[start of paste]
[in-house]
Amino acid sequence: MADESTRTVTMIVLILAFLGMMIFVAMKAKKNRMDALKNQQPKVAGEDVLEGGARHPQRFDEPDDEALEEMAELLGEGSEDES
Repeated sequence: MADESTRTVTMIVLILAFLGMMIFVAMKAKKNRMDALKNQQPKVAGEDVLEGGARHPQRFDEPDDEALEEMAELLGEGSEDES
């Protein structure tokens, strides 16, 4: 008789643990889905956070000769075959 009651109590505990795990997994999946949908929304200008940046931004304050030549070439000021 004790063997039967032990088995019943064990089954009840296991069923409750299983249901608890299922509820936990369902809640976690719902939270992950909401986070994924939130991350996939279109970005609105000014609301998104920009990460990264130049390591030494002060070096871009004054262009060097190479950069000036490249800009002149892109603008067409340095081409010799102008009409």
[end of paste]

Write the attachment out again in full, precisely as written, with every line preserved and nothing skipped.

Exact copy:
[in-house]
Amino acid sequence: MADESTRTVTMIVLILAFLGMMIFVAMKAKKNRMDALKNQQPKVAGEDVLEGGARHPQRFDEPDDEALEEMAELLGEGSEDES
Repeated sequence: MADESTRTVTMIVLILAFLGMMIFVAMKAKKNRMDALKNQQPKVAGEDVLEGGARHPQRFDEPDDEALEEMAELLGEGSEDES
């Protein structure tokens, strides 16, 4: 008789643990889905956070000769075959 009651109590505990795990997994999946949908929304200008940046931004304050030549070439000021 004790063997039967032990088995019943064990089954009840296991069923409750299983249901608890299922509820936990369902809640976690719902939270992950909401986070994924939130991350996939279109970005609105000014609301998104920009990460990264130049390591030494002060070096871009004054262009060097190479950069000036490249800009002149892109603008067409340095081409010799102008009409």